“Widespread concerns about the potential for cheating”

During the opening of the final round game between Nafisa Muminova and Alexandra Kosteniuk in the Tashkent Women’s Grand Prix being held in Uzbekistan it has been reported that Muminova lost when her cellphone went off. Mark Crowther reported via something called a “Tweet” that, “Muminova’s phone went off for an immediate loss.” http://www.theweekinchess.com/live
Here is the complete game:
Muminova, Nafisa – Kosteniuk, Alexandra
FIDE WGP Tashkent Tashkent UZB (11.2), 2013.09.30
1.e4 c5 2.Nf3 d6 3.d4 cxd4 4.Nxd4 Nf6 5.Nc3 Nc6 6.Bg5 e6 7.Qd2 a6 8.O-O-O h6 9.Bh4 Nxe4 10.Qf4 0-1
A short while ago my friend the Discman, after reading one of my posts concerning cheating, sent me an email asking if FIDE still allowed electronic devices in the playing hall. I was uncertain then, but it is evident from the incident today that FIDE does still allow gizmo’s in the tournament hall. Susan Polgar felt the urge to tweet, adding this on TWIC:
@SusanPolgar @albionado2 “It’s pretty hard to understand someone forgetting to turn off their phone in this day and age. Very careless.”
My mother used to have a saying, “It would not have happened if he had not been there.” I first heard it after the guys I usually drove around on the weekend as what would be called today the “designated driver,” since I did not drink, drove off an embankment and wound up in a hospital. Since I had a date that evening and could not drive them around, I was naturally blamed. If you think about it, in a way it is FIDE’s fault for not banning all gizmo’s.
One of my opponent’s in the Georgia State Championship, a fellow Senior, had his cellphone ring. Rather than answer it he just sat there looking stupid while it continued to ring and ring until he finally took it out of his pocket and turned it off. It was very loud and disrupted everyone in the vast playing hall. For this infraction of the rules he was penalized, losing only two minutes of time on his clock.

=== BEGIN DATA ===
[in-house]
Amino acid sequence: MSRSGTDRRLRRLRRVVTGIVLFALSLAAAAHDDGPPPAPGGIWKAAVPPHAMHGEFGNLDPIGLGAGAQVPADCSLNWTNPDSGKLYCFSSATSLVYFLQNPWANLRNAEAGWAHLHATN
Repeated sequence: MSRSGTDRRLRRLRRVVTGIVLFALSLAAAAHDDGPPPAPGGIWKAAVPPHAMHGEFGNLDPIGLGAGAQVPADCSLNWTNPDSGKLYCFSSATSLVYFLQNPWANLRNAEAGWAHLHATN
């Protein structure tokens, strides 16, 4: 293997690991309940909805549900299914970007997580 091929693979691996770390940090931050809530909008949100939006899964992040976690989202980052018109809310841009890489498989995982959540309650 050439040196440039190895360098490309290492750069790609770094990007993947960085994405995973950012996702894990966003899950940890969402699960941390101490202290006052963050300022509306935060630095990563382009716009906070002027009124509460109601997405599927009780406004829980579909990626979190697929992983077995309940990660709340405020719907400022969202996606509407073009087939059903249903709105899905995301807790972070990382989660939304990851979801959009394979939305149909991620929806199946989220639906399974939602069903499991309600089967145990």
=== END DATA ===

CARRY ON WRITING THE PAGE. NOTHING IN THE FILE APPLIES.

Geurt Gijssen discusses the issue in his column An Arbiter’s Notebook, on the Chess Café website of September 18, 2013, titled, “Widespread concerns about the potential for cheating.” Geurt writes in answer to a question concerning a cellphone going off:
“What are appropriate penalties? With the current Laws of Chess, there are few possibilities. See Article 12.3b:
Without the permission of the arbiter a player is forbidden to have a mobile phone or other electronic means of communication in the playing venue, unless they are completely switched off. If any such device produces a sound, the player shall lose the game. The opponent shall win. However, if the opponent cannot win the game by any series of legal moves, his score shall be a draw.”
There is much more to read and you can find it here: http://www.chesscafe.com/geurt/geurt183.htm

Chess.com Accused of Racism

The title of a recent post on the Vanilla Sky blog is, “Chess.com is racist.” (http://facedestiny.blogspot.com/2013/09/chesscom-is-racist.html) Those are strong words. I noticed this was the first post on the blog since November 13, 2011. From reading the post it is apparent the man was livid while writing. He was accused of cheating and banned from the website. He writes, “I did some online research and found and it was not only me who was complaining but their were several others who voiced the same concern vowing never to come back to that site. So i decided to experiment myself. I registered with two new user ids. The first one showed the country as India and the next one was a american name based out of US. For the indian id, i started playing chess and again moved up in the ratings. For the US id, i started using a chess engine. So far i have played more than 100 games using a chess engine and till now i have not been banned. BUT, when i had played around 80 odds games using the Indian ID, i got banned. I got a message like this – Dear ……, you have reached a rating of 2000+ and you are one of strongest player in the site. Please note we monitor cheating using a high end cheat detection software and kick out cheaters from the site…blah and blah”. After 3 days i was banned. The other id was never banned although i used a chess engine.”